Iraq Is A Trial Run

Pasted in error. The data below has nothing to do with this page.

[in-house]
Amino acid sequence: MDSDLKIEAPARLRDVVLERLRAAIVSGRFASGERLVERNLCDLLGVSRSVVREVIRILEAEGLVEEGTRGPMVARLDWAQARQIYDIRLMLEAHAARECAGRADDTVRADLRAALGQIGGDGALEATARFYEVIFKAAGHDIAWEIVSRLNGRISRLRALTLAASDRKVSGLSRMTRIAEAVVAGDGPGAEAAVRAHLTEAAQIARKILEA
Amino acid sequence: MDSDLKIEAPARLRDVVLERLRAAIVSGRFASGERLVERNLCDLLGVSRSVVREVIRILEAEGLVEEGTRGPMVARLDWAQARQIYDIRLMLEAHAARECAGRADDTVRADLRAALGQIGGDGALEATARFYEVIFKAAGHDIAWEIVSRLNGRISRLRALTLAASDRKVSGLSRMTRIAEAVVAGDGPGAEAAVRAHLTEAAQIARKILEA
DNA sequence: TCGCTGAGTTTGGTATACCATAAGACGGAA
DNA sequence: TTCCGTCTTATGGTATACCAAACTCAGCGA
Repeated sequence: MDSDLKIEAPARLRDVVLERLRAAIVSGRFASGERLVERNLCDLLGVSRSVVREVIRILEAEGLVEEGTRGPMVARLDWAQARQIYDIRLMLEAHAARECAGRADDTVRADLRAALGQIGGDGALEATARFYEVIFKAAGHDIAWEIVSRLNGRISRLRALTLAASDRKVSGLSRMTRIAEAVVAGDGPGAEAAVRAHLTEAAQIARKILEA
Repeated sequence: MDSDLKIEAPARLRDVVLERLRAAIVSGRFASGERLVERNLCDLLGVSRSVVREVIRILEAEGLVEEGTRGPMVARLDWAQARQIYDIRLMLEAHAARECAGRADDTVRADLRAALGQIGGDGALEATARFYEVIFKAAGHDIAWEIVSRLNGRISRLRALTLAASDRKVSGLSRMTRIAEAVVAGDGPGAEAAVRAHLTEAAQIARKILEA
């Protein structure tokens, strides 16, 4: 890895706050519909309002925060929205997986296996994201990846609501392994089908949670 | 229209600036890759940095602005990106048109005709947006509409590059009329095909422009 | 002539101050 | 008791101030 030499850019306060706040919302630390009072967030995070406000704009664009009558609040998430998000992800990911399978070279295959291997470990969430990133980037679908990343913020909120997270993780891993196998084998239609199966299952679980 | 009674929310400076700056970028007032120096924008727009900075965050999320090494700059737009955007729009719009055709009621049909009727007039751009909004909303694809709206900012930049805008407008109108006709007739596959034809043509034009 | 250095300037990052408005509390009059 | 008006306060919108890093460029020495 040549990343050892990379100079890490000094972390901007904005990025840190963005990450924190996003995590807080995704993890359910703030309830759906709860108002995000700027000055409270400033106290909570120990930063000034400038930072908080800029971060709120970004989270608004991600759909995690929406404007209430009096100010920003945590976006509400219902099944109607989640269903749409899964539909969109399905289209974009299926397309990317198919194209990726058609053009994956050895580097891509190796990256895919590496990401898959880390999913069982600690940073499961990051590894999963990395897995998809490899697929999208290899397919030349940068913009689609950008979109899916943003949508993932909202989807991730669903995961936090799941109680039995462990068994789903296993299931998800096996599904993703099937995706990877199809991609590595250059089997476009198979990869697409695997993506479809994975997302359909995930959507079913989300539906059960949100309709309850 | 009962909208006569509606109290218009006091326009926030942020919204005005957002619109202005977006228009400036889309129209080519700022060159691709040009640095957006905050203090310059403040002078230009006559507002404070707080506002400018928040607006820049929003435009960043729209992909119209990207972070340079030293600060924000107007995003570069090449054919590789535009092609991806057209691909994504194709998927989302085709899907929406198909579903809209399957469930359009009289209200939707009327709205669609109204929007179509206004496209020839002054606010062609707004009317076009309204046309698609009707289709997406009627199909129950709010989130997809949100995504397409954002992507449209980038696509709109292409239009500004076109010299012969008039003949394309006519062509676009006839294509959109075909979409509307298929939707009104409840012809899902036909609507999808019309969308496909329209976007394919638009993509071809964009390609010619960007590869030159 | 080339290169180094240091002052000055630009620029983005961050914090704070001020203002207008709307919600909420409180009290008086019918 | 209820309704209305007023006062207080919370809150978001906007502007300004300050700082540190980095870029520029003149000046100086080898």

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Noam Chomsky, University Professor at the Massachusetts Institute of Technology, founder of the modern science of linguistics and political activist, is a powerhouse of anti-imperialist activism in the United States today. On March 21, a crowded and typical - and uniquely Chomskyan - day of political protest and scientific academic research, he spoke from his office for half an hour to V. K. Ramachandran on the current attack on Iraq. V. K. Ramachandran: Does the present aggression on Iraq represent a continuation of United States' international policy in recent years or a qualitatively new stage in that policy? Noam Chomsky: It represents a significantly new phase. It is not without precedent, but significantly new nevertheless. This should be seen as a trial run. Iraq is seen as an extremely easy and totally defenceless target. It is assumed, probably correctly, that the society will collapse, that the soldiers will go in and that the U.S. will be in control, and will establish the regime of its choice and military bases. They will then go on to the harder cases that will follow. The next case could be the Andean region, it could be Iran, it could be others. The trial run is to try and establish what the U.S. calls a "new norm" in international relations. The new norm is "preventive war." Notice that new norms are established only by the United States. So, for example, when India invaded East Pakistan to terminate horrendous massacres, it did not establish a new norm of humanitarian intervention, because India is the wrong country, and besides, the U.S. was strenuously opposed to that action. This is not pre-emptive war; there is a crucial difference. Pre- emptive war has a meaning, it means that, for example, if planes are flying across the Atlantic to bomb the United States, the United States is permitted to shoot them down even before they bomb and may be permitted to attack the air bases from which they came. Pre-emptive war is a response to ongoing or imminent attack. The doctrine of preventive war is totally different; it holds that the United States - alone, since nobody else has this right - has the right to attack any country that it claims to be a potential challenge to it. So if the United States claims, on whatever grounds, that someone may sometime threaten it, then it can attack them. The doctrine of preventive war was announced explicitly in the National Security Strategy last September. It sent shudders around the world, including through the U.S. establishment, where, I might say, opposition to the war is unusually high. The Security Strategy said, in effect, that the U.S. will rule the world by force, which is the dimension - the only dimension - in which it is supreme. Furthermore, it will do so for the indefinite future, because if any potential challenge arises to U.S. domination, the U.S. will destroy it before it becomes a challenge. This is the first exercise of that doctrine. If it succeeds on these terms, as it presumably will, because the target is so defenceless, then international lawyers and Western intellectuals and others will begin to talk about a new norm in international affairs. It is important to establish such a norm if you expect to rule the world by force for the foreseeable future. This is not without precedent, but it is extremely unusual. I shall mention one precedent, just to show how narrow the spectrum is. In 1963, Dean Acheson, who was a much respected elder statesman and senior Adviser of the Kennedy Administration, gave an important talk to the American Society of International Law, in which he justified the U. S. attacks against Cuba. The attack by the Kennedy Administration on Cuba was large-scale international terrorism and economic warfare. The timing was interesting - it was right after the Missile Crisis, when the world was very close to a terminal nuclear war. In his speech, Acheson said that no "legal issue" arises when the United States responds to a challenge to its "power, position, or prestige", or words approximating that. That is also a statement of the Bush doctrine. Although Acheson was an important figure, what he said had not been official government policy in the post-War period. It now stands as official policy and this is the first illustration of it. It is intended to provide a precedent for the future. Such "norms" are established only when a Western power does something, not when others do. That is part of the deep racism of Western culture, going back through centuries of imperialism and so deep that it is unconscious. So I think this war is an important new step, and is intended to be. Ramachandran: Is it also a new phase in that the U. S. has not been able to carry others with it? Chomsky: That is not new. In the case of the Vietnam War, for example, the United States did not even try to get international support. Nevertheless, you are right in that this is unusual. This is a case in which the United States was compelled for political reasons to try to force the world to accept its position and was not able to, which is quite unusual. Usually, the world succumbs. Ramachandran: So does it represent a "failure of diplomacy" or a redefinition of diplomacy itself? Chomsky: I wouldn't call it diplomacy at all - it's a failure of coercion. Compare it with the first Gulf War. In the first Gulf War, the U.S. coerced the Security Council into accepting its position, although much of the world opposed it. NATO went along, and the one country in the Security Council that did not - Yemen - was immediately and severely punished. In any legal system that you take seriously, coerced judgments are considered invalid, but in the international affairs conducted by the powerful, coerced judgments are fine - they are called diplomacy. What is interesting about this case is that the coercion did not work. There were countries - in fact, most of them - who stubbornly maintained the position of the vast majority of their populations. The most dramatic case is Turkey. Turkey is a vulnerable country, vulnerable to U.S. punishment and inducements. Nevertheless, the new government, I think to everyone's surprise, did maintain the position of about 90 per cent of its population. Turkey is bitterly condemned for that here, just as France and Germany are bitterly condemned because they took the position of the overwhelming majority of their populations. The countries that are praised are countries like Italy and Spain, whose leaders agreed to follow orders from Washington over the opposition of maybe 90 per cent of their populations. That is another new step. I cannot think of another case where hatred and contempt for democracy have so openly been proclaimed, not just by the government, but also by liberal commentators and others. There is now a whole literature trying to explain why France, Germany, the so-called "old Europe", and Turkey and others are trying to undermine the United States. It is inconceivable to the pundits that they are doing so because they take democracy seriously and they think that when the overwhelming majority of a population has an opinion, a government ought to follow it. That is real contempt for democracy, just as what has happened at the United Nations is total contempt for the international system. In fact there are now calls - from The Wall Street Journal ,people in Government and others - to disband the United Nations. Fear of the United States around the world is extraordinary. It is so extreme that it is even being discussed in the mainstream media. The cover story of the upcoming issue of Newsweek is about why the world is so afraid of the United States. The Post had a cover story about this a few weeks ago. Of course this is considered to be the world's fault, that there is something wrong with the world with which we have to deal somehow, but also something that has to be recognised. Ramachandran: The idea that Iraq represents any kind of clear and present danger is, of course, without any substance at all. Chomsky: Nobody pays any attention to that accusation, except, interestingly, the population of the United States. In the last few months, there has been a spectacular achievement of government-media propaganda, very visible in the polls. The international polls show that support for the war is higher in the United States than in other countries. That is, however, quite misleading, because if you look a little closer, you find that the United States is also different in another respect from the rest of the world. Since September 2002, the United States is the only country in the world where 60 per cent of the population believes that Iraq is an imminent threat - something that people do not believe even in Kuwait or Iran. Furthermore, about 50 per cent of the population now believes that Iraq was responsible for the attack on the World Trade Centre. This has happened since September 2002. In fact, after the September 11 attack, the figure was about 3 per cent. Government- media propaganda has managed to raise that to about 50 per cent. Now if people genuinely believe that Iraq has carried out major terrorist attacks against the United States and is planning to do so again, well, in that case people will support the war. This has happened, as I said, after September 2002. September 2002 is when the government-media campaign began and also when the mid- term election campaign began. The Bush Administration would have been smashed in the election if social and economic issues had been in the forefront, but it managed to suppress those issues in favour of security issues - and people huddle under the umbrella of power. This is exactly the way the country was run in the 1980s. Remember that these are almost the same people as in the Reagan and the senior Bush Administrations. Right through the 1980s they carried out domestic policies that were harmful to the population and which, as we know from extensive polls, the people opposed. But they managed to maintain control by frightening the people. So the Nicaraguan Army was two days' march from Texas, and the airbase in Grenada was one from which the Russians would bomb us. It was one thing after another, every year, every one of them ludicrous. The Reagan Administration actually declared a National Emergency in 1985 because of the threat to the security of the United States posed by the Government of Nicaragua. If somebody were watching this from Mars, they would not know whether to laugh or to cry. They are doing exactly the same thing now, and will probably do something similar for the presidential campaign. There will have to be a new dragon to slay, because if the Administration lets domestic issues prevail, it is in deep trouble. Ramachandran :You have written that this war of aggression has dangerous consequences with respect to international terrorism and the threat of nuclear war. Chomsky: I cannot claim any originality for that opinion. I am just quoting the CIA and other intelligence agencies and virtually every specialist in international affairs and terrorism. Foreign Affairs, Foreign Policy , the study by the American Academy of Arts and Sciences, and the high-level Hart-Rudman Commission on terrorist threats to the United States all agree that it is likely to increase terrorism and the proliferation of weapons of mass destruction. The reason is simple: partly for revenge, but partly just for self-defence. There is no other way to protect oneself from U.S. attack. In fact, the United States is making the point very clearly, and is teaching the world an extremely ugly lesson. Compare North Korea and Iraq. Iraq is defenceless and weak; in fact, the weakest regime in the region. While there is a horrible monster running it, it does not pose a threat to anyone else. North Korea, on the other hand, does pose a threat. North Korea, however, is not attacked for a very simple reason: it has a deterrent. It has a massed artillery aimed at Seoul, and if the United States attacks it, it can wipe out a large part of South Korea. So the United States is telling the countries of the world: if you are defenceless, we are going to attack you when we want, but if you have a deterrent, we will back off, because we only attack defenceless targets. In other words, it is telling countries that they had better develop a terrorist network and weapons of mass destruction or some other credible deterrent; if not, they are vulnerable to "preventive war". For that reason alone, this war is likely to lead to the proliferation of both terrorism and weapons of mass destruction. Ramachandran :How do you think the U.S. will manage the human - and humanitarian - consequences of the war? Chomsky: No one knows, of course. That is why honest and decent people do not resort to violence - because one simply does not know. The aid agencies and medical groups that work in Iraq have pointed out that the consequences can be very severe. Everyone hopes not, but it could affect up to millions of people. To undertake violence when there is even such a possibility is criminal. There is already - that is, even before the war - a humanitarian catastrophe. By conservative estimates, ten years of sanctions have killed hundreds of thousands of people. If there were any honesty, the U.S. would pay reparations just for the sanctions. The situation is similar to the bombing of Afghanistan, of which you and I spoke when the bombing there was in its early stages. It was obvious the United States was never going to investigate the consequences. Ramachandran: Or invest the kind of money that was needed. Chomsky: Oh no. First, the question is not asked, so no one has an idea of what the consequences of the bombing were for most of the country. Then almost nothing comes in. Finally, it is out of the news, and no one remembers it any more. In Iraq, the United States will make a show of humanitarian reconstruction and will put in a regime that it will call democratic, which means that it follows Washington's orders. Then it will forget about what happens later, and will go on to the next one. Ramachandran: How have the media lived up to their propaganda- model reputation this time? Chomsky: Right now it is cheerleading for the home team. Look at CNN, which is disgusting - and it is the same everywhere. That is to be expected in wartime; the media are worshipful of power. More interesting is what happened in the build-up to war. The fact that government-media propaganda was able to convince the people that Iraq is an imminent threat and that Iraq was responsible for September 11 is a spectacular achievement and, as I said, was accomplished in about four months. If you ask people in the media about this, they will say, "Well, we never said that," and it is true, they did not. There was never a statement that Iraq is going to invade the United States or that it carried out the World Trade Centre attack. It was just insinuated, hint after hint, until they finally got people to believe it. Ramachandran: Look at the resistance, though. Despite the propaganda, despite the denigration of the United Nations, they haven't quite carried the day. Chomsky: You never know. The United Nations is in a very hazardous position. The United States might move to dismantle it. I don't really expect that, but at least to diminish it, because when it isn't following orders, of what use is it? Ramachandran: Noam, you have seen movements of resistance to imperialism over a long period - Vietnam, Central America, Gulf War I. What are your impressions of the character, sweep and depth of the present resistance to U.S. aggression? We take great heart in the extraordinary mobilisations all over the world. Chomsky: Oh, that is correct; there is just nothing like it. Opposition throughout the world is enormous and unprecedented, and the same is true of the United States. Yesterday, for example, I was in demonstrations in downtown Boston, right around the Boston Common. It is not the first time I have been there. The first time I participated in a demonstration there at which I was to speak was in October 1965. That was four years after the United States had started bombing South Vietnam. Half of South Vietnam had been destroyed and the war had been extended to North Vietnam. We could not have a demonstration because it was physically attacked, mostly by students, with the support of the liberal press and radio, who denounced these people who were daring to protest against an American war. On this occasion, however, there was a massive protest before the war was launched officially and once again on the day it was launched - with no counter-demonstrators. That is a radical difference. And if it were not for the fear factor that I mentioned, there would be much more opposition. The government knows that it cannot carry out long-term aggression and destruction as in Vietnam because the population will not tolerate it. There is only one way to fight a war now. First of all, pick a much weaker enemy, one that is defenceless. Then build it up in the propaganda system as either about to commit aggression or as an imminent threat. Next, you need a lightning victory. An important leaked document of the first Bush Administration in 1989 described how the U.S. would have to fight war. It said that the U.S. had to fight much weaker enemies, and that victory must be rapid and decisive, as public support will quickly erode. It is no longer like the 1960s, when a war could be fought for years with no opposition at all. In many ways, the activism of the 1960s and subsequent years has simply made a lot of the world, including this country, much more civilised in many domains. * Source: ZNet (